More people report "letting the kids get away with more" (13%) than "leaving behind luggage or personal items" (9%). In fact, for both the 35-44 and 45-54 age groups, "letting the kids get away with more" beat out "eaten questionable food or food from a questionable source" to break into the top examples of irresponsible behaviour.
Also of note: 8% say working too much and missing the fun has been a way they've erred on vacation.
When it comes to ways Canadians relax from their usual standards while on vacation, "bed time" and "healthy eating" were the top two choices. Next was "exercise routine". However, women have a slightly higher tendency to let their exercise routine slip than men. "Getting up," "budgeting," "drinking" and "level of dress" are the next most popular standards Canadians let slide. However, when you look at the responses from women only, "styling hair" and "wearing make-up" jumped ahead of "drinking" and "level of dress" as standards they are likely to let slip.
On the good news front, both men and women agree that wearing deodorant is the most important standard that they will NOT let slip.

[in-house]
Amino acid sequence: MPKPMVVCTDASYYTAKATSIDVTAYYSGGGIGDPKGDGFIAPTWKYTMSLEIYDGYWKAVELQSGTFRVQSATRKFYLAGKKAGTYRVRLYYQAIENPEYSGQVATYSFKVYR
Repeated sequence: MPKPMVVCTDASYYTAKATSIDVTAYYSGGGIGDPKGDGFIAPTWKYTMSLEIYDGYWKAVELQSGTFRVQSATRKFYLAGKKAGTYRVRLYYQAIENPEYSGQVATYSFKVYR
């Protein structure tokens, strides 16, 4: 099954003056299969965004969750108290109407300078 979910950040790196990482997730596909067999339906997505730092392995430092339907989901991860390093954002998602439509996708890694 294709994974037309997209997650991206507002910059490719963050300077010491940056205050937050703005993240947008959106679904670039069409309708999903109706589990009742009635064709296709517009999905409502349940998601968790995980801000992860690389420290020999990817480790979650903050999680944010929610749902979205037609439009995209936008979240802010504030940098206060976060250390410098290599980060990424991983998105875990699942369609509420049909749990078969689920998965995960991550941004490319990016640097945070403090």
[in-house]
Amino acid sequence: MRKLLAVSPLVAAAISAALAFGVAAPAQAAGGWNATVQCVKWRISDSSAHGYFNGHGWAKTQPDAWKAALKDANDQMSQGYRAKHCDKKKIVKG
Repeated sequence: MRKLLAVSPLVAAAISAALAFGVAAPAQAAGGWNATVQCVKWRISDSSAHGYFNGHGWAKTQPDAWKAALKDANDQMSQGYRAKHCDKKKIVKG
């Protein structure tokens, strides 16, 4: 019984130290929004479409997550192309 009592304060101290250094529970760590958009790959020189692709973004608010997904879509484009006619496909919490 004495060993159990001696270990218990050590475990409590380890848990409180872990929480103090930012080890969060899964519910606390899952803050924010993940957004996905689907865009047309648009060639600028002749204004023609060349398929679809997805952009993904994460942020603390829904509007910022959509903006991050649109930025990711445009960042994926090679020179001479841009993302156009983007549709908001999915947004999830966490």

Respondents did come away from their travels with some great lasting benefits. Overall, the most unexpected benefits our respondents got from their vacation were love of a new food (53%); lasting friendships (37%); great holiday card pictures (35%) and love of a new drink (33%).
Both men and women agreed on those as the top four. In the fifth spot, however, for men, the most unexpected benefit was a new relationship (whereas for women it was a new hobby).
Overall, just over 3% reported coming home with a new job and just under 3% were blessed with a new baby.
Vacation worries vary quite a bit for men and women and, to some extent, for travellers of different ages. Overall, "spending beyond your means" ranked as the number one worry when Canadians are on vacation, with 40% citing that as a concern. And when you break down the data further, that was the number one worry for men as well. However, for women, overspending came in second. The number one concern when on vacation for women was "forgetting to pack items" (which placed sixth on the men's list and third overall at 35%).